That's not to say that all of Achilles Heel is a drawn out passion play. The album also does its best to expound on the darker elements of previous Pedro the Lion outings such as Winners Never Quit's morose family tale with the “Discretion” continuing on deeper into the realm of death and red handed family politics. Tracks like “The Poison” also delve into Bazan's own follies, in this case alcoholism. Bazan's never shied away from presenting himself as nothing more than a broken man stumbling through life despite his best efforts to hinder himself, and “The Poison” is that “first step” song of admittance. It all comes together to create a vivid document of the man. Driven by his own doubts and confusions, Achilles Heel is David Bazan trying to sort himself out in the only way he knows how: writing damn good songs....full text
PitchforkMan, I hate when an album doesn't match up to the review I had planned for it. Months ago, I'd artfully conceived a righteous corrective of all the bum raps David Bazan has received over the years, both from this esteemed institution and others. Valiantly, I'd position myself between the mournful singer/songwriter and the sharp arrows of our vicious kind, praising him as one of the finest modern practitioners of the lost concept album arts, while simultaneously mocking the IndieWorld reflex to immediately disparage anyone who dares discuss something so bourgeois as religion. Oh, the gleeful self-satisfaction that would be had!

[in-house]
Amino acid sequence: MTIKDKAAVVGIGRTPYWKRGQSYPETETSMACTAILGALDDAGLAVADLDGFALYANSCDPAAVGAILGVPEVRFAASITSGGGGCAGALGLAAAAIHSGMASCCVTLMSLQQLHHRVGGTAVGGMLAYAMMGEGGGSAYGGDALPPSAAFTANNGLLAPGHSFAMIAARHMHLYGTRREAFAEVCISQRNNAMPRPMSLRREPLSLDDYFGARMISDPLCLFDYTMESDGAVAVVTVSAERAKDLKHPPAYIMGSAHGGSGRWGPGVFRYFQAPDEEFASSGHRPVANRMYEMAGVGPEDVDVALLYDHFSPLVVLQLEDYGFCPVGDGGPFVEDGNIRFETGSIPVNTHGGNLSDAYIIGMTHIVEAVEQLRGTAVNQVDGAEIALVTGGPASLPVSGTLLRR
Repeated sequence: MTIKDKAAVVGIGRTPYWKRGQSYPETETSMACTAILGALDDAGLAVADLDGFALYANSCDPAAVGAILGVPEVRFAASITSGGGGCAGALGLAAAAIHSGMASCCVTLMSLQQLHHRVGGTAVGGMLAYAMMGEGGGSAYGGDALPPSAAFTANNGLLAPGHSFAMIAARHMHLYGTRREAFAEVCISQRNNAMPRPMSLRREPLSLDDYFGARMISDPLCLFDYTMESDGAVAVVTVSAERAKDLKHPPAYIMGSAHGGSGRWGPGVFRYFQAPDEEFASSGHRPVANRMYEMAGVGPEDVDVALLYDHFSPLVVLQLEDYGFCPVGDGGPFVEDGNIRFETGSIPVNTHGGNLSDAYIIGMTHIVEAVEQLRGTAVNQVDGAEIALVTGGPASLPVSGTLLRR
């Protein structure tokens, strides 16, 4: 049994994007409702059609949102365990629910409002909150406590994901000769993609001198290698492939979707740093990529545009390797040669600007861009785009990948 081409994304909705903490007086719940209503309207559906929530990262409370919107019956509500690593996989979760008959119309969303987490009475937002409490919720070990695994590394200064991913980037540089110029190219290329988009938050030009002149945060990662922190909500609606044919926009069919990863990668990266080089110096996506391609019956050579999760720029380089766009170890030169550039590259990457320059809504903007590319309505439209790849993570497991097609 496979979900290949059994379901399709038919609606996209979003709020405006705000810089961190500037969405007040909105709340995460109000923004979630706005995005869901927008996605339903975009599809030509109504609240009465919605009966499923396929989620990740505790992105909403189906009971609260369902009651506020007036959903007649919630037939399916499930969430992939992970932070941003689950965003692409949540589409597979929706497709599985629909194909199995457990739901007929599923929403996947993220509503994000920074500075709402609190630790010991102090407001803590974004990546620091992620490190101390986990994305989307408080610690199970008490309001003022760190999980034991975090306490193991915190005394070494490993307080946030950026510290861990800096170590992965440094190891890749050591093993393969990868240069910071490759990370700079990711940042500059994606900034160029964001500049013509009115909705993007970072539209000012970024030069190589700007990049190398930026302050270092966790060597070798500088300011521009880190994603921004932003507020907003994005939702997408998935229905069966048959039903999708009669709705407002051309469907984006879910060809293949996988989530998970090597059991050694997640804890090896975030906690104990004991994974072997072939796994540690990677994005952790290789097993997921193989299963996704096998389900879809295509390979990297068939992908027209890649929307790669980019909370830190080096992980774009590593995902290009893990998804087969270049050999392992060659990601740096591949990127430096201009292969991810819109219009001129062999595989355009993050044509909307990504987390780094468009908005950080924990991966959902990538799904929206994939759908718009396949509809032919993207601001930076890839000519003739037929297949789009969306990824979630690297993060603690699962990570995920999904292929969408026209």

Then I heard the album. No glee.
For starters, Achilles Heel finds Bazan taking a respite from the song cycles that have graced his last two fine efforts, Winners Never Quit and Control. And while the Lion certainly has a right to an intermission from his musical Decalogue, losing the narrative push sucks the heart out of these songs, leaving a mope-rock shell that's less than filling. Only the murder-tale of "Discretion" harks back to his previous style-- a short-story remnant of Bazan's minstrel talent, its bright light is obstructed by heavy-handed stand-alone songs about unhappiness in a socialist utopia, state infidelity, and bands dying in tour vans.